Whether it’s life balance, balance in movement, or emotional balance – balance is something most of us aspire to. Perhaps surprisingly, even in such everyday activities as sitting or standing, we do not readily or regularly achieve a state of physical balance. Balance is a dynamic process and habits such as locking knees and other joints will interfere with this, as any rigidity prevents the natural and very subtle postural sway. Our physical balance is also affected by our tendency to ‘live in the future’ rather than being in the present moment, with our minds one step ahead of our bodily selves. For example, while I’m reaching out for something, my mind tends to already be onto the next action – thinking what I’m going to be doing with the object I’m just about to take hold of. The result can be that I very readily pull myself slightly off balance in reaching out, rather than allowing myself to take that necessary extra step closer. Unless we are in balance, we have to over-use muscles in order to stay upright and in position. So frequently being slightly off balance is one source of excess muscular tension.

In Alexander Technique lessons, people learn how to come into a state of balance and how to maintain this while moving, standing, sitting etc – they’re often surprised by the experience of ease and pleasure that this brings. They also learn how to use awareness and intention to carry this through into the rest of their daily lives – discovering how to find better balance in everyday activities, reducing the habitual tension patterns that are no longer needed to ‘hold themselves up’.

Equally as desirable as ‘physical’ balance is ‘mental’ or ‘emotional’ balance. When we’re in a state of equilibrium we feel more able to deal with the world and calmly consider different options or perspectives, without jumping to a decision or viewpoint based solely on preconceived ideas or simple habit. When we practise Alexander thinking we can find a better ‘mental / emotional’ balance. Rather than just reacting immediately in a ‘knee-jerk’ habitual way, we learn to give ourselves more space and time in which we can choose whether and how to respond to what life throws at us. And in that brief moment of non-responding, as we bring our awareness to ourselves and form a clear intention of what we do and don’t want, everything has a chance to organise and we come into a better state of physical balance. And vice versa – so if, for example, I’m nicely balanced on my sitting bones on the chair while typing this, I’m going to feel a bit calmer than I would if I were hunched over my computer. So, from an Alexander perspective, we’re not composed of separate physical and mental entities but as one mind-body self. A better sense of ourselves as embodied beings leaves us better placed to tackle life’s ‘ups and downs’.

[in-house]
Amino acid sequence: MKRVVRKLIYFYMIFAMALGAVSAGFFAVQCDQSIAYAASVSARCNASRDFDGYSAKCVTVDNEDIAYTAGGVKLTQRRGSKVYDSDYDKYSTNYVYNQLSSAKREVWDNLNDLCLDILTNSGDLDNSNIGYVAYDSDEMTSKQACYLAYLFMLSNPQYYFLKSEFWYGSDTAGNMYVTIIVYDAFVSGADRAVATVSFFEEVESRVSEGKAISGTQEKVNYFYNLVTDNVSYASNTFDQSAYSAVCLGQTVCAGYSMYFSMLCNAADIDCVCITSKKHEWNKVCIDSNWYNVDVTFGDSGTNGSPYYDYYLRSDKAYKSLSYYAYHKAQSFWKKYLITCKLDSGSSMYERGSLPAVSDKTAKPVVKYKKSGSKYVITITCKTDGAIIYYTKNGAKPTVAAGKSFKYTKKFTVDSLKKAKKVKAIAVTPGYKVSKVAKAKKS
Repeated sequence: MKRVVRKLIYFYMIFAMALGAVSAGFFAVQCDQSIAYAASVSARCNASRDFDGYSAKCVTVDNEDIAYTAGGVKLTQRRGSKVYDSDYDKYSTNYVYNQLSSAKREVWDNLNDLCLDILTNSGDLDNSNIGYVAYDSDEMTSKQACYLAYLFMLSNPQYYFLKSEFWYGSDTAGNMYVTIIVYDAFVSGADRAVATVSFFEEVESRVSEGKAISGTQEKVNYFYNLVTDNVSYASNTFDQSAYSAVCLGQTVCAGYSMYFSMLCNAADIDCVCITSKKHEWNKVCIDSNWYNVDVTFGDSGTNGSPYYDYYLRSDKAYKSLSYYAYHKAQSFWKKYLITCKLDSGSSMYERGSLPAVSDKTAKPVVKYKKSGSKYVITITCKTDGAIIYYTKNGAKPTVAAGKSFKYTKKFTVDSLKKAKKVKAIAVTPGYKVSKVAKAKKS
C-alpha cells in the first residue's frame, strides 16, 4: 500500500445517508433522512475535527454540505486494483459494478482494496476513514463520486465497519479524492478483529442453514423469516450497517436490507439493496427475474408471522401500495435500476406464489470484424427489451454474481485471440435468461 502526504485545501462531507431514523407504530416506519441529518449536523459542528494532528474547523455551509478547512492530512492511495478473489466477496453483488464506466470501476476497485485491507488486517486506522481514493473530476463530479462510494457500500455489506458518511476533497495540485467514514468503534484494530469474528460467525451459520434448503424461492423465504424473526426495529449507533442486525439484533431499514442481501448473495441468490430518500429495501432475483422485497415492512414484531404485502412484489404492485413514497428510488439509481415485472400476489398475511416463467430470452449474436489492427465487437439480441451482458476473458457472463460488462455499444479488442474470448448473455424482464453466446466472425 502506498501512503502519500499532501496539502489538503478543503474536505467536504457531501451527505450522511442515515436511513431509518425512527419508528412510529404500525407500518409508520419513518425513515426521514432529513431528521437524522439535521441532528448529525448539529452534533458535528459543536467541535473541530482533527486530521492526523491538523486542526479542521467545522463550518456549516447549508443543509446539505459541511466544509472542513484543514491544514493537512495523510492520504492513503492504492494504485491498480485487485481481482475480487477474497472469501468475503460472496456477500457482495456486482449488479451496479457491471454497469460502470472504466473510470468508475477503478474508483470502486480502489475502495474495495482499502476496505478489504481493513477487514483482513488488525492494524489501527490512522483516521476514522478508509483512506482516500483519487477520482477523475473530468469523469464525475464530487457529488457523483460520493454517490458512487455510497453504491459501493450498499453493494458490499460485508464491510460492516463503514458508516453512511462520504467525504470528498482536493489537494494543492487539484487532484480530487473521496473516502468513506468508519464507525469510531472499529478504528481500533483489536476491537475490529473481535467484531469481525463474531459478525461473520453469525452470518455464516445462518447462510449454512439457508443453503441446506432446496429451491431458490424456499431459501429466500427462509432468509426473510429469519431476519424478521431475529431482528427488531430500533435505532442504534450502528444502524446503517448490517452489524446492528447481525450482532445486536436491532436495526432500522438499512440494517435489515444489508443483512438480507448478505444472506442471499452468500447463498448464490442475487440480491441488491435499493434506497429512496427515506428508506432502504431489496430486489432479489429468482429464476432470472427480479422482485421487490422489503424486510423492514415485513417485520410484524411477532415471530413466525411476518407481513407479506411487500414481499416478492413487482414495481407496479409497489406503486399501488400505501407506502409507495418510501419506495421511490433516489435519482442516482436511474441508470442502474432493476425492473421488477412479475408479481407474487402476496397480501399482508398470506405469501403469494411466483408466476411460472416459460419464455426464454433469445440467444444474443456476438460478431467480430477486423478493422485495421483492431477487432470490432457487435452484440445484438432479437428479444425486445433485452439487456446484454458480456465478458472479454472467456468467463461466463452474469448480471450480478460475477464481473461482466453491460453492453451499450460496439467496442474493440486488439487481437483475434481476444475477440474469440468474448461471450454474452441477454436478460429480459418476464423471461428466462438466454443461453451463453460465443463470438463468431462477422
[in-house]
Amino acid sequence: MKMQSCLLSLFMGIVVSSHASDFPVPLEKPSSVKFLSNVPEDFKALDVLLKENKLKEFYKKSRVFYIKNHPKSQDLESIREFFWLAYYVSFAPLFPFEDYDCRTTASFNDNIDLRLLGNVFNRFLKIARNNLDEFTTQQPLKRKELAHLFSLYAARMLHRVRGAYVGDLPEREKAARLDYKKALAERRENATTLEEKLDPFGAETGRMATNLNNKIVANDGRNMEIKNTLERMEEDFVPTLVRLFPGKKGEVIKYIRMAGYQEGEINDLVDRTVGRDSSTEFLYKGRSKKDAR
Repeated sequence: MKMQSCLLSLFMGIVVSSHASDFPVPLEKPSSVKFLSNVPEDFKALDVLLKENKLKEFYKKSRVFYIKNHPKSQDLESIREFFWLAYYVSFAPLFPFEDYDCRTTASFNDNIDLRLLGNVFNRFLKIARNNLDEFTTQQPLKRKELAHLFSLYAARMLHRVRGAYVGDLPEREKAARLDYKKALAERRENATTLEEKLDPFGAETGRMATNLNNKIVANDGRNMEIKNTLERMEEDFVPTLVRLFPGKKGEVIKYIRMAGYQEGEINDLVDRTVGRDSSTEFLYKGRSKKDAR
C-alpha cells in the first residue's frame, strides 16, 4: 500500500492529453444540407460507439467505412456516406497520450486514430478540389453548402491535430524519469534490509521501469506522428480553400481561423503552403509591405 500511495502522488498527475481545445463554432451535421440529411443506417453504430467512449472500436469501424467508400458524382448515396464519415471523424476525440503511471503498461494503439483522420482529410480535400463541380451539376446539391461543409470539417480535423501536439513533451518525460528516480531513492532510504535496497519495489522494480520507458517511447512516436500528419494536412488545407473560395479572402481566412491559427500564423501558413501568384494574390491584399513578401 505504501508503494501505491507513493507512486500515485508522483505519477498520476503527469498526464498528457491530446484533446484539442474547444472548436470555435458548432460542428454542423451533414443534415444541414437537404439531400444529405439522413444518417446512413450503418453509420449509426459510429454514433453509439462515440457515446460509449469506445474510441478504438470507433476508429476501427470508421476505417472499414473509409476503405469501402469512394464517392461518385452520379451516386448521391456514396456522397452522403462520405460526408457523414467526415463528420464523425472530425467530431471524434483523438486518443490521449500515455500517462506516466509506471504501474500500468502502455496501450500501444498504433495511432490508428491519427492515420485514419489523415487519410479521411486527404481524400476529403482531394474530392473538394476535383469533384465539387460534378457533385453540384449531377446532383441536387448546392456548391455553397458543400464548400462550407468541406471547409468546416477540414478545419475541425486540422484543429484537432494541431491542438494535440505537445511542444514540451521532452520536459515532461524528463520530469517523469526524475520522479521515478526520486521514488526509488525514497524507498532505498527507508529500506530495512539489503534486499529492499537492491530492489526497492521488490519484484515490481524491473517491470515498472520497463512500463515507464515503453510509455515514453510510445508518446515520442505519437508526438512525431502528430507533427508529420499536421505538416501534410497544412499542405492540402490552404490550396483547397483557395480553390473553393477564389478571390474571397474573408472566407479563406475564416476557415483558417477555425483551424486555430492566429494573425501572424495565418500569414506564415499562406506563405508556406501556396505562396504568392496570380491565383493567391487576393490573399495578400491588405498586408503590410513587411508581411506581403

We’re encouraged by our culture to look for certainty and absolutes (‘work as hard as you can’ rather than ‘do a good job and go home at a reasonable time’; ‘be the fastest’ rather than just ‘enjoy your run’; ‘make sure you make the right choice’ rather than ‘weigh it all up and go with what seems the best option’ etc). However, very little in life is black and white, and extremes in any aspect of life are generally not desirable. We sometimes set ourselves unrealistic goals and then give up disheartened when we don’t immediately achieve the desired outcome.

As we begin to apply the Alexander Technique in our daily lives we become more aware of the physical and thinking habits that tend to pull us off balance, and we learn how to reduce this interference. We also discover that when our intention is clear, we are more able to focus on the desired direction of travel and to fixate less on wanting immediate results.

It’s not about trying to achieve some state of perfect balance in all things and at all times, but rather, by using the Alexander Technique we can continue to find a better balance in our lives. In a nutshell, the Alexander Technique is about awareness, intention and balance. Greater awareness of ourselves, together with clear intention, tend to lead to better balance (in all senses of the word) both in the moment and for the long term.